People stand facing a table in front of which are seated two women.


Group of people stand in an alley. On one side is a colourful mural on a brick wall. The other side has a planting of sunflowers.


Our tours bring people together. Join us as we travel hundreds of kilometres to experience the city—up close and on the streets—through parks, to well-known landmarks, and in the many neighbourhoods that make up Toronto.

The 1923 Chinese Immigration Act, also known as the Chinese Exclusion Act, banned nearly all Chinese immigration to Canada. The Exclusion Act followed decades of high taxes designed to restrict Chinese migration. In 1947, lawyers Kew Dock Yip (1906–2001) and Irving Himel (1915–2001) successfully lobbied the Canadian government to repeal the Chinese Exclusion Act. The plaque was unveiled at Toronto City Hall by Barry Chong, Alfred Yip, MP Kevin Vuong, John Yip, and MPP Kristyn Wong-Tam.


Our plaques educate and enlighten the public about the important people, places, and events from Toronto’s past. Started in 1969, our program is responsible for more than 900 plaques across the city.

A photo taken from above looking down on a stage with a man and girl standing at the podium and large white letters spelling out Toronto to his left. Above and behind is a screen projection with the words 45th Annual Heritage Toronto Awards. On the floor of the auditorium are groups of people sitting at round tables.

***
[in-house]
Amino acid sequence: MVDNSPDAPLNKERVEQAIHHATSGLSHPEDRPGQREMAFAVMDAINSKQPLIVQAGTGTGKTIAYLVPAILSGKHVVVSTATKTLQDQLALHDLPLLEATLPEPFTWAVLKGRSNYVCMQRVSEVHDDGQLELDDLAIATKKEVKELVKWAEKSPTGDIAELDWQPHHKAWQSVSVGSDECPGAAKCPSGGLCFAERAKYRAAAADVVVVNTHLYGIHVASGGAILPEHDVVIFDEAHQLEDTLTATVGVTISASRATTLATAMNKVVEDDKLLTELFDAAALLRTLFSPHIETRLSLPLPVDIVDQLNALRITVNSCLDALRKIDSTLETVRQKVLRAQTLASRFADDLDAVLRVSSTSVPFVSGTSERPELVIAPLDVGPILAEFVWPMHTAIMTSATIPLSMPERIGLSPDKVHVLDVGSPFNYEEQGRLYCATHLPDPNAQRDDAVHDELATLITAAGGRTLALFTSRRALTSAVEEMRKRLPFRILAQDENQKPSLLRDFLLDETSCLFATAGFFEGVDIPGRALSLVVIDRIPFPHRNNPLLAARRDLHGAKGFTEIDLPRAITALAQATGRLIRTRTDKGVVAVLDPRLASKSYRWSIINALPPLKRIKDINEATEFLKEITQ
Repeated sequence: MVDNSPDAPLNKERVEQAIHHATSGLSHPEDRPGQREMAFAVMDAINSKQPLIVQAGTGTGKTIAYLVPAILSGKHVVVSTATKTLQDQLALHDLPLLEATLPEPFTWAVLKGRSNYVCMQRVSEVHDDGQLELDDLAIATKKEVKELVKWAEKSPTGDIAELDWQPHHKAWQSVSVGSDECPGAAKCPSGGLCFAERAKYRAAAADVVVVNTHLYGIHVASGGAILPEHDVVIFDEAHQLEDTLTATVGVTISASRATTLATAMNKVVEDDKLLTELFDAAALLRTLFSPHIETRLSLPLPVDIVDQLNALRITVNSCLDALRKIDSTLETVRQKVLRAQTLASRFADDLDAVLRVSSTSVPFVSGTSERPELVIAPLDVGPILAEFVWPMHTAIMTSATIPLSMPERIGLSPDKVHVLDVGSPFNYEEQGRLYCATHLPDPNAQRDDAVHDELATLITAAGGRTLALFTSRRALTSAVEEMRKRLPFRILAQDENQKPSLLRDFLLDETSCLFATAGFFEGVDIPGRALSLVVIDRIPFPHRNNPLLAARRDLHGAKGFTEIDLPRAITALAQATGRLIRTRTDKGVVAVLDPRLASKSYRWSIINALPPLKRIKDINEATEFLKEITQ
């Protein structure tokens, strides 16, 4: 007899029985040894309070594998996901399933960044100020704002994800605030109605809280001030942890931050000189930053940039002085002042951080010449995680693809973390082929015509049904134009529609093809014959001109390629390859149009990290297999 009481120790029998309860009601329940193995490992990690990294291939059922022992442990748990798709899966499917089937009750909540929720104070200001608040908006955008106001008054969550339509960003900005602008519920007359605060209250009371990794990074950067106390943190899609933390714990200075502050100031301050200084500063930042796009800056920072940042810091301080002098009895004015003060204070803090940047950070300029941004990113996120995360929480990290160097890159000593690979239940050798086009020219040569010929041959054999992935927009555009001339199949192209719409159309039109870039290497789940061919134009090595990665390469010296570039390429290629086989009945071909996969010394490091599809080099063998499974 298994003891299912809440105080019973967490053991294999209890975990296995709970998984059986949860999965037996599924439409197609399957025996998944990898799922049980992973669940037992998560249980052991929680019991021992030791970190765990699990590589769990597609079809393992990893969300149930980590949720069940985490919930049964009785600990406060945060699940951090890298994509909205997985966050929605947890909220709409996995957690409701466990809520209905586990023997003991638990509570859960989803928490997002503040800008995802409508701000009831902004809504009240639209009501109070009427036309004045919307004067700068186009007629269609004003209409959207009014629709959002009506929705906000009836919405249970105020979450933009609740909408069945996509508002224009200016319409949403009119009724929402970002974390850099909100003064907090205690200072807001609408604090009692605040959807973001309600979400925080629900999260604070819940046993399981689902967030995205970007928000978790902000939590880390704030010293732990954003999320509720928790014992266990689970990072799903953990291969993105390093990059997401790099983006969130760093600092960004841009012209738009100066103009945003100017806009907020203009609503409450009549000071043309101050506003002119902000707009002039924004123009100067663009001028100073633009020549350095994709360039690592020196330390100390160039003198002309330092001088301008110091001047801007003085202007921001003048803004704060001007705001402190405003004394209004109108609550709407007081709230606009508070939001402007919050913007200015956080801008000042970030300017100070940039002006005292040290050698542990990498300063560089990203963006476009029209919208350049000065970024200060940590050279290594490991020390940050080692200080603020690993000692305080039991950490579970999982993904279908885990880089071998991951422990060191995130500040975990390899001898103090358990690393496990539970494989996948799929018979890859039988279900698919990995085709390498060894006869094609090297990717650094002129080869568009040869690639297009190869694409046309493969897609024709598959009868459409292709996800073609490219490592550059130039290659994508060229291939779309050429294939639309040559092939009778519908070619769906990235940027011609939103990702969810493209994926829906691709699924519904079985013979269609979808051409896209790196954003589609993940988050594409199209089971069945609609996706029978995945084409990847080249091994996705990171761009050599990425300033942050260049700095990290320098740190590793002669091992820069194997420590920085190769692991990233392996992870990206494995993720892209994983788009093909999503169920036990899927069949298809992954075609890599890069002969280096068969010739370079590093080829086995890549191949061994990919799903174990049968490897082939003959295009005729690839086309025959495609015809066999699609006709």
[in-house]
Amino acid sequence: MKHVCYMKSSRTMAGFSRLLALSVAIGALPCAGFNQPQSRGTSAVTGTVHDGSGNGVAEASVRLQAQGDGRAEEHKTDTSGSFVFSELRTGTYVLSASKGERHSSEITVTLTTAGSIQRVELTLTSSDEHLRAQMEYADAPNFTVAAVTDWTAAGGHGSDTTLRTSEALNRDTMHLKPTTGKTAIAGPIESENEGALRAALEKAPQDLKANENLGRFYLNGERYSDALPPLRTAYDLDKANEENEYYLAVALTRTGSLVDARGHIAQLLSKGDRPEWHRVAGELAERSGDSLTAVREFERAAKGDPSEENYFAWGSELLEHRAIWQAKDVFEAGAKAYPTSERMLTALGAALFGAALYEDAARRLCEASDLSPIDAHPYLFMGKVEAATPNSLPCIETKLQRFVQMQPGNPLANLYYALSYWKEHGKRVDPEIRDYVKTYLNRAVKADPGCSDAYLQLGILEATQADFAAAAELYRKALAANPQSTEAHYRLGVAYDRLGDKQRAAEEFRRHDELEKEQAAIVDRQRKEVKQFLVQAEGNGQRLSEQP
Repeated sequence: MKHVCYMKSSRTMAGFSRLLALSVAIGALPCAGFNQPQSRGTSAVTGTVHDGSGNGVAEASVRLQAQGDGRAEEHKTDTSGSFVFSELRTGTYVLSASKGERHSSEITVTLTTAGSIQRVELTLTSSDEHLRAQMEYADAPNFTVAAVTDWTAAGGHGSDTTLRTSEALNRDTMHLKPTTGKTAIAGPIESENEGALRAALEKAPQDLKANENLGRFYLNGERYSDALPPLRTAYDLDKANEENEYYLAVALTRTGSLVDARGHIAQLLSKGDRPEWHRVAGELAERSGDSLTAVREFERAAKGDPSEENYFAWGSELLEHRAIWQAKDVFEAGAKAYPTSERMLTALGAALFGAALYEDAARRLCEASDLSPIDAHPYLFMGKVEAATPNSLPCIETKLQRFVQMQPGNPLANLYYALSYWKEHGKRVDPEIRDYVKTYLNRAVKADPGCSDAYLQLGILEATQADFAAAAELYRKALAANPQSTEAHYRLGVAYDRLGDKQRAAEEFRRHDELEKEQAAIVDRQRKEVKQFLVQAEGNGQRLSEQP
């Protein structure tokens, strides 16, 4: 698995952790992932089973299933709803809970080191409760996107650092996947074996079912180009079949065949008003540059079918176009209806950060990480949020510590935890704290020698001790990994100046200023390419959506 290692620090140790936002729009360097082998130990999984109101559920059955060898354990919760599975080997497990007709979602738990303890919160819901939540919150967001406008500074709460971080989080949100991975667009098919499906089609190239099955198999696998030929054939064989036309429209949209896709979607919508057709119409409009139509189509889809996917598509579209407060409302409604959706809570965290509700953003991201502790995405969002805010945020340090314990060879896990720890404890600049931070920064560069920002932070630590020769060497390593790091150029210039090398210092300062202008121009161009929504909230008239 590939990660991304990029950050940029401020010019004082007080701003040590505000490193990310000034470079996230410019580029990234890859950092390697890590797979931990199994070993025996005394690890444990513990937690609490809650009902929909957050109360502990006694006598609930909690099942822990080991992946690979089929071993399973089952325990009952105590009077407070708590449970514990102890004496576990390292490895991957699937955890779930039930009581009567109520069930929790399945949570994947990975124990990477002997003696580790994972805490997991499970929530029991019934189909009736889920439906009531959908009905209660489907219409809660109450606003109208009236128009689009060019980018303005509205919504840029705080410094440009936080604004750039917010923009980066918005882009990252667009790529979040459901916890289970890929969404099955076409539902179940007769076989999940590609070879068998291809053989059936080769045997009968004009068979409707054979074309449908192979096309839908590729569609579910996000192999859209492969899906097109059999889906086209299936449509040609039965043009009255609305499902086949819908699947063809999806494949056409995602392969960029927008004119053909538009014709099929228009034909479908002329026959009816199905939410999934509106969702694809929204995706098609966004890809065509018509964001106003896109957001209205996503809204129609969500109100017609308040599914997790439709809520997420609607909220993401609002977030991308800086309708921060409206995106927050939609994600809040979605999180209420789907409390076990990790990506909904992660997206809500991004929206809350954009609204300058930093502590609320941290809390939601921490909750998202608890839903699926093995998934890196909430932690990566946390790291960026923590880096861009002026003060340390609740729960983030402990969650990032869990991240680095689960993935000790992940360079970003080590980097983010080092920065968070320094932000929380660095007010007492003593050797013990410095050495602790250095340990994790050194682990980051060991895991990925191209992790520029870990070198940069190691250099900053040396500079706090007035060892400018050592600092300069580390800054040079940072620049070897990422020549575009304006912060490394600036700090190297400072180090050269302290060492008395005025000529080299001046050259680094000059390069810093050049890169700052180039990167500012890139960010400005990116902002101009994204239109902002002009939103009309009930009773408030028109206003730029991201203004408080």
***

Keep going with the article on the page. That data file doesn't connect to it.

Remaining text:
Heritage Toronto Awards

The Heritage Toronto Awards is the city’s premiere heritage event and our major fundraiser of the year. Join us in celebrating outstanding accomplishments in the field and to learn about exciting new opportunities and projects.

Three people talking and looking at a map of Toronto that says "Whats Missing?"

Equity Heritage Initiative

The Equity Heritage Initiative provides mentorship and paid work to emerging historians from equity-deserving communities, while supporting new programming and community partnerships.